[Numpy-discussion] NEP process update

Nathaniel Smith njs at pobox.com
Tue Dec 5 19:49:48 EST 2017

On Tue, Dec 5, 2017 at 4:12 PM, Ralf Gommers <ralf.gommers at gmail.com> wrote:
> On Wed, Dec 6, 2017 at 12:31 PM, Jarrod Millman <millman at berkeley.edu>
> wrote:
>> Assuming that sounds good, my tentative next steps are:
>> - I'll draft a purpose and process NEP based on PEP 1 and a few other
>> projects.
>> - I'll also create a draft NEP template.
> sounds good
>> - I'll move the NEPs into their own repo (something like numpy/neps),
> This doesn't sound ideal to me - NEPs are important pieces of documentation,
> so I'd rather keep them included in the main docs.
>>   and set up an automated system (RTD or Github pages) to
>>   render and publish them with some useful index.
> If you could copy over the scipy method to rebuild the docs on each merge
> into master, that would achieve the same purpose. Compare
> https://docs.scipy.org/doc/numpy-dev/reference/ (outdated) vs
> https://docs.scipy.org/doc/scipy-dev/reference/ (redirects to
> http://scipy.github.io/devdocs/, always up-to-date).

Yeah, we were debating back and forth on this -- I can see arguments
either way. The reasons we were leaning towards splitting them out

- it would be great to make our regular docs auto-generated, but we
didn't necessarily want to block this on that
- part of the idea is to auto-generate the NEP index out of the
metadata inside each NEP file, which is going to involve writing some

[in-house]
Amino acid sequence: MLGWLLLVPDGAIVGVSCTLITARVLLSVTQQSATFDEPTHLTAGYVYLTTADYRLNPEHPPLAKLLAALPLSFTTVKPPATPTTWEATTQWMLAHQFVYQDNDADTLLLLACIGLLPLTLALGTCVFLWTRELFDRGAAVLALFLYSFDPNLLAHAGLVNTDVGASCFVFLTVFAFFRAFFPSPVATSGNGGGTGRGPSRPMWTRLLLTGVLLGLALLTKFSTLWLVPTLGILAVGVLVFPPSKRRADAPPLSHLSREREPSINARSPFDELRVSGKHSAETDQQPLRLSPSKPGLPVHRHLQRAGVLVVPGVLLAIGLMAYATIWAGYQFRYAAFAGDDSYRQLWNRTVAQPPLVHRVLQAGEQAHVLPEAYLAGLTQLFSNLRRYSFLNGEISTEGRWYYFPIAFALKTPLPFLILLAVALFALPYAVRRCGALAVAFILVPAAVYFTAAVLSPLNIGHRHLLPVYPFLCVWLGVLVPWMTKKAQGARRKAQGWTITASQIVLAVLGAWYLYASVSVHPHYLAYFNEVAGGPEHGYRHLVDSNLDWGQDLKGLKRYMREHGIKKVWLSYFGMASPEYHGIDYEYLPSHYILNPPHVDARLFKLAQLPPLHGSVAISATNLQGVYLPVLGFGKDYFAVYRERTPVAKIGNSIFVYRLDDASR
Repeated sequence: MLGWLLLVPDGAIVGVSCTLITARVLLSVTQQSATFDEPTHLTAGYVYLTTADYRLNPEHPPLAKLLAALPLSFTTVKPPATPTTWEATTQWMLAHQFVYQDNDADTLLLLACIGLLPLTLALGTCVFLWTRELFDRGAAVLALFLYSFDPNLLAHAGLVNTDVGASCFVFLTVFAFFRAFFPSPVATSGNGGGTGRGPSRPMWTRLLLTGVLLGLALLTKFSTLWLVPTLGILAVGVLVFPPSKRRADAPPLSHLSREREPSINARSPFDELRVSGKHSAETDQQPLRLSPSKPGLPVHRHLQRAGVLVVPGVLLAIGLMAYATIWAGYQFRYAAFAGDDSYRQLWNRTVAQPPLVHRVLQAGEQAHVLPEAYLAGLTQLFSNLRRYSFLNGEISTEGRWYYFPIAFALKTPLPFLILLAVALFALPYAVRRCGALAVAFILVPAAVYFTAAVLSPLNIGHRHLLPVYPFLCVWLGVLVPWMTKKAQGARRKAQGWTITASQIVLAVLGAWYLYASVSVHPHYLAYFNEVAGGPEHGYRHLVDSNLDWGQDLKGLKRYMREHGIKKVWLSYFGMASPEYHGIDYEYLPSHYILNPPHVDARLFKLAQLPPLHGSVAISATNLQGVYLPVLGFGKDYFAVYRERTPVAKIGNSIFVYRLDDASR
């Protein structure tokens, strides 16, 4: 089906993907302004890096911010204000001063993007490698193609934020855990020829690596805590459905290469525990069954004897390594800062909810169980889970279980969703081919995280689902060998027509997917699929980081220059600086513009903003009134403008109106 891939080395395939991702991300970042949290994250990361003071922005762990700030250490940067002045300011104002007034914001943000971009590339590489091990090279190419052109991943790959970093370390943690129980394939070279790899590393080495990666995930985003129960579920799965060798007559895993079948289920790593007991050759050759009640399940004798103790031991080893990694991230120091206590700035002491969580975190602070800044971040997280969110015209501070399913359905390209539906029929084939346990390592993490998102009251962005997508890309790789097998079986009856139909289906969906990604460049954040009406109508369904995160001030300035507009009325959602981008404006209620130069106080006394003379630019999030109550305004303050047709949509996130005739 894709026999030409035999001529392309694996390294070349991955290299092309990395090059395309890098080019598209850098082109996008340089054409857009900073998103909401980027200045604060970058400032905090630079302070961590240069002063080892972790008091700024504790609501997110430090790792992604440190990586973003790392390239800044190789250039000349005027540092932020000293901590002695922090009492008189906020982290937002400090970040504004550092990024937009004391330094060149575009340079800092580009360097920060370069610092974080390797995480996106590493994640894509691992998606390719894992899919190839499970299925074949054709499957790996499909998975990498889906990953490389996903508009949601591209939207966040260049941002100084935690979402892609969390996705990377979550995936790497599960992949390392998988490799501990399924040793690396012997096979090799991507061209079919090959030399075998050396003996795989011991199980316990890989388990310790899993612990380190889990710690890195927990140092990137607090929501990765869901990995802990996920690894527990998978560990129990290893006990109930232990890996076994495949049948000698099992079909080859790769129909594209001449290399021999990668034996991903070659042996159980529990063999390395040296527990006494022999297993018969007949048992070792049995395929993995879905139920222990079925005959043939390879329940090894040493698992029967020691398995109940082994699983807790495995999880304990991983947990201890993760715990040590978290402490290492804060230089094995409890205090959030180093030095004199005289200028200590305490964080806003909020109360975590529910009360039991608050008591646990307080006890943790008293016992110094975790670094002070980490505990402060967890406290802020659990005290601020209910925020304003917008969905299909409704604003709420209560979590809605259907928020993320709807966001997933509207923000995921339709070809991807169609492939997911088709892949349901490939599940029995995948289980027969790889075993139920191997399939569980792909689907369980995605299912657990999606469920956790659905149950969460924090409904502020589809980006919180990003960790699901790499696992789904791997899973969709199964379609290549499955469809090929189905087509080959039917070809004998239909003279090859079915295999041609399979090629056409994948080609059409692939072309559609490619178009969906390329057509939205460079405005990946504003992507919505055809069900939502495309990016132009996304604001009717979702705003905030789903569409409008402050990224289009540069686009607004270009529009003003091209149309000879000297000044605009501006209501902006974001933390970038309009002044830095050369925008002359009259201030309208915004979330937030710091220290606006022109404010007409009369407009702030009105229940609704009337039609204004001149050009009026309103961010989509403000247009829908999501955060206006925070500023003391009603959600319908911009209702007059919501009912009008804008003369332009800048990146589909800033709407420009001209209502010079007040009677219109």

code and integrating it into the NEP build. This seems easier if we
don't have to integrate it into the overall doc build process too,
which already has a lot of custom code.
- NEPs are really part of the development process, not an output for
end-users -- they're certainly useful to have available as a
reference, but if we're asking end-users to look at them on a regular
basis then I think we've messed up and should improve our actual
documentation :-)
- NEPs have a different natural life-cycle than numpy itself. Right
now, if I google "numpy neps", the first hit is the 1.13 version of
the NEPs, and the third hit is someone else's copy of the 1.9 version
of the NEPs. What you actually want in every case is the latest
development version of the NEPs, and the idea of "numpy 1.13 NEPs"
doesn't even make sense, because NEPs are not describing a specific
numpy release.


Nathaniel J. Smith -- https://vorpus.org

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